You all have heard of the Innocence Project. It was was founded in 1992 and has helped to prove the innocence of 243 people across the nation since then. Despite this, even the most conservative estimates would suggest that roughly 20,000 of those incarcerated across the nation were wrongfully convicted. Some of them, like Cameron Todd Willingham, are on death row. He was executed in 2004 for allegedly killing his children in a house fire. It was later proved that the fire was an accident.
Therefore, the work needed is immense. In addition, the organization advocates for general criminal justice reform, “including eliminating or reforming qualified immunity and making police disciplinary records publicly available.”
We now have a Delaware Branch of the Innocence Project, which was recently started in 2020.
Delaware’s need for a local branch has been great. Since 1989, only three people have been exonerated in our state, and all of these took place after 2015. Ironically, deep red Texas has one of the best records for supporting exoneration efforts, while our state has one of the worse. Additionally, Delaware’s backlog of cases being reviewed goes back to the 1980s. In 2022, “a report by the American Bar Association found that funding for public defenders [in Delaware]— who are often the first line of defense for innocent people charged with crimes — would have to increase threefold in order to meet the standard of effective counsel guaranteed by the Sixth Amendment.”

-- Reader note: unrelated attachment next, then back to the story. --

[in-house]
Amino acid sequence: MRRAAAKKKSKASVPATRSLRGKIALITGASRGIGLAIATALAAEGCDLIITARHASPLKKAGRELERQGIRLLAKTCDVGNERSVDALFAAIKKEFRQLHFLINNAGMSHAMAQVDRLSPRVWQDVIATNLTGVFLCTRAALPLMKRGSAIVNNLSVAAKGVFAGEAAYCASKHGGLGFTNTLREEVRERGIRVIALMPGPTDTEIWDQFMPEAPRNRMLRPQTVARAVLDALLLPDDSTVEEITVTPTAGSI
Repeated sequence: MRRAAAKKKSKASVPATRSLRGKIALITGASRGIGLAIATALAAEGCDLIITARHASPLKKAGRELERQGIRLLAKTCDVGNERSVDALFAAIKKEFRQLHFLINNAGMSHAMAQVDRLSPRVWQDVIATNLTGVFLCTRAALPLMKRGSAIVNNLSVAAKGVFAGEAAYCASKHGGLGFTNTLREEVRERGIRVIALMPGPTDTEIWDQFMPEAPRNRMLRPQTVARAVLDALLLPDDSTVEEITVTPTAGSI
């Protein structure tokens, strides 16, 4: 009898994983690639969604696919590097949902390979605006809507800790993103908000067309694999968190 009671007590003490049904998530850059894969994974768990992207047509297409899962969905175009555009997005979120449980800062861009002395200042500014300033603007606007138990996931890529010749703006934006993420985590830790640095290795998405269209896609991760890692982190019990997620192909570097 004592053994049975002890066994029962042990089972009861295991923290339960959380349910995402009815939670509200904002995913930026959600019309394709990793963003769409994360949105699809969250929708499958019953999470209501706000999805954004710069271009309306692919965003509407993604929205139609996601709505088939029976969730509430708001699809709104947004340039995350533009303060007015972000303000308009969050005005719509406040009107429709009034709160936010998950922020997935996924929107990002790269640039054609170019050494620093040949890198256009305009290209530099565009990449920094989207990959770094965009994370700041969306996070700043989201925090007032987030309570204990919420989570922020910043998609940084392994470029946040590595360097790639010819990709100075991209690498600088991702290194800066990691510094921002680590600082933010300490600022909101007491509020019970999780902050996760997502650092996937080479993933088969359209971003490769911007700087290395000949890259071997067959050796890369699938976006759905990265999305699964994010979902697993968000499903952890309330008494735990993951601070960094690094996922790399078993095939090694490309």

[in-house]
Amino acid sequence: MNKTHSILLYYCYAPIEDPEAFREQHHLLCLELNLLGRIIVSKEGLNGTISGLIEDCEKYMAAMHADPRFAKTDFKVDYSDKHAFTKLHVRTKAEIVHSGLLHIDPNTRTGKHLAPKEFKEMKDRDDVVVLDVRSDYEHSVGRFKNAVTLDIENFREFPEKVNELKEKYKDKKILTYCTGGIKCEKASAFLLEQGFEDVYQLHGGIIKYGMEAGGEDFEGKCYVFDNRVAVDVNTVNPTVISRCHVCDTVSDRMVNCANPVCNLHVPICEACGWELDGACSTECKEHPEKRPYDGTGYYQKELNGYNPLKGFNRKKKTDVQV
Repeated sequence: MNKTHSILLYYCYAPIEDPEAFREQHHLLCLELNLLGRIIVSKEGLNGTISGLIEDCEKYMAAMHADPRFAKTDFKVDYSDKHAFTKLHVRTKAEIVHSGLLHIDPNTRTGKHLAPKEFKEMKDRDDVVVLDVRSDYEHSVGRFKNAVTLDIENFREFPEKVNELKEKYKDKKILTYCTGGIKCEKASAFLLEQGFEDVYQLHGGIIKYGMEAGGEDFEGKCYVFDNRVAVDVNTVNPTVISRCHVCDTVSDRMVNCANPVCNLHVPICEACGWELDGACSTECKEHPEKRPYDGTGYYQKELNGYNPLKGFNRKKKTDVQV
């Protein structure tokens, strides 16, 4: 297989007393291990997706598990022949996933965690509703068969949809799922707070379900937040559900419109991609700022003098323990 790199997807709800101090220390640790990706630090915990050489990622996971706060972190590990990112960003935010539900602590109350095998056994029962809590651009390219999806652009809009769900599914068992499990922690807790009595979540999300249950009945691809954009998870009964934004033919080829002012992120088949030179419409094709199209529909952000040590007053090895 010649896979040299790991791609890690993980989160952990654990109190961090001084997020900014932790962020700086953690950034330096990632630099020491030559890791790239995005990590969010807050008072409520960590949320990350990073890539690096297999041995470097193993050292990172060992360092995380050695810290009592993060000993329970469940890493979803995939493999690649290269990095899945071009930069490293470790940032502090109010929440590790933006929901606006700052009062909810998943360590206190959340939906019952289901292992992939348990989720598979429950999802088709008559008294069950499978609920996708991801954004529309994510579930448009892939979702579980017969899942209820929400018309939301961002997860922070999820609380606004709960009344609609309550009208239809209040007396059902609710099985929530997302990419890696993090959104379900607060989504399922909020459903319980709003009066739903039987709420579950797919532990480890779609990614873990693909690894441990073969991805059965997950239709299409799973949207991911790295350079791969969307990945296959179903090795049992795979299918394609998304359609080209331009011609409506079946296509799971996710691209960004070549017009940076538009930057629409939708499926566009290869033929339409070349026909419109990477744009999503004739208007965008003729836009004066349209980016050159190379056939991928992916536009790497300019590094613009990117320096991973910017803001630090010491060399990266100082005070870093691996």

The local branch has already done the crucial work needed to exonerate Mr. Marlow Wright. Marlow was the youngest person on Delaware’s death row at age 18, and its longest inhabitant. He spent twenty years on death row, in solitary confinement here, for a murder he did not commit in 1992.
The Delaware Branch is looking to raise $15,000 by the end of the summer to cover basic operational costs of the office. However, much more is needed. For reference, a single DNA test costs $10,000 (this is a tool that is crucial to the work), court transcripts can cost $500 per request, and simply preparing court records can cost around $100. Further, the Project operates the Exoneree Fund, which supports exonerees with necessities such as healthcare and housing once they return home. And as you know, those things cost money too.